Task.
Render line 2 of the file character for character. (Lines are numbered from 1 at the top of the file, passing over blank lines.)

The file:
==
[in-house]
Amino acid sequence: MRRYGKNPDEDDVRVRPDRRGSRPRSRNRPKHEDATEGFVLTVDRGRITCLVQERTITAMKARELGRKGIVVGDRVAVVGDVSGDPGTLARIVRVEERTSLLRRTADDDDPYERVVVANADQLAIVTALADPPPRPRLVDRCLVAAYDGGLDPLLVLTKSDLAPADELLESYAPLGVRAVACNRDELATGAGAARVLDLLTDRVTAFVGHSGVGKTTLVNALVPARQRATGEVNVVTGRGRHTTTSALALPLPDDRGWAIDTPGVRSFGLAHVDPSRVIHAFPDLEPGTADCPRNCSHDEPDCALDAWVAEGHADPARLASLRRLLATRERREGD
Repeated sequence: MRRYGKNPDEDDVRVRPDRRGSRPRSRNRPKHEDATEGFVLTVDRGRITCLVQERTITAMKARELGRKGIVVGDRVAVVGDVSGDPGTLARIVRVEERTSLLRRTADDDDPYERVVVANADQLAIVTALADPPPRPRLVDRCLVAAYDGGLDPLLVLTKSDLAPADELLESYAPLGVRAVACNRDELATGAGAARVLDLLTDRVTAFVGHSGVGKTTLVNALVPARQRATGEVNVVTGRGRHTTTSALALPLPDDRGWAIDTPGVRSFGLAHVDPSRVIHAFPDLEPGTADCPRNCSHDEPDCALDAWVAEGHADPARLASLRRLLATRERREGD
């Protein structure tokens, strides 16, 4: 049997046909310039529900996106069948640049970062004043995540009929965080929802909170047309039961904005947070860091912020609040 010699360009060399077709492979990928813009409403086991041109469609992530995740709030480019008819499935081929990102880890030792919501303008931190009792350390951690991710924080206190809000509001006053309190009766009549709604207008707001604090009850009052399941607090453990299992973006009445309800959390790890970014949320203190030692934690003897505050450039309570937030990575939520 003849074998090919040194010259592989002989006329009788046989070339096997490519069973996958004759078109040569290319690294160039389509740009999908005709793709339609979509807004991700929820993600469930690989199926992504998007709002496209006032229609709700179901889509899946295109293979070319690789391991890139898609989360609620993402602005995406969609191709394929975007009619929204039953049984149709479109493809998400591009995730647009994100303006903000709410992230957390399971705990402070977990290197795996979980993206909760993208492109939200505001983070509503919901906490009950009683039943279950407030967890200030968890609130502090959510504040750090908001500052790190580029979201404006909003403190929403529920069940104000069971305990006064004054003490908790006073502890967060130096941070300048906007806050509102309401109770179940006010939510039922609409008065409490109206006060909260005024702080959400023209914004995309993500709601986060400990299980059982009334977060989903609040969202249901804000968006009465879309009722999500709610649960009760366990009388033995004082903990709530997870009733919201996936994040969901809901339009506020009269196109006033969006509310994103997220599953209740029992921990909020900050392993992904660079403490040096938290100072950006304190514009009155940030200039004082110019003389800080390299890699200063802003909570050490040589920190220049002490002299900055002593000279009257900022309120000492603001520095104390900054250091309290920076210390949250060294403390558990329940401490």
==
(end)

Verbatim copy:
Amino acid sequence: MRRYGKNPDEDDVRVRPDRRGSRPRSRNRPKHEDATEGFVLTVDRGRITCLVQERTITAMKARELGRKGIVVGDRVAVVGDVSGDPGTLARIVRVEERTSLLRRTADDDDPYERVVVANADQLAIVTALADPPPRPRLVDRCLVAAYDGGLDPLLVLTKSDLAPADELLESYAPLGVRAVACNRDELATGAGAARVLDLLTDRVTAFVGHSGVGKTTLVNALVPARQRATGEVNVVTGRGRHTTTSALALPLPDDRGWAIDTPGVRSFGLAHVDPSRVIHAFPDLEPGTADCPRNCSHDEPDCALDAWVAEGHADPARLASLRRLLATRERREGD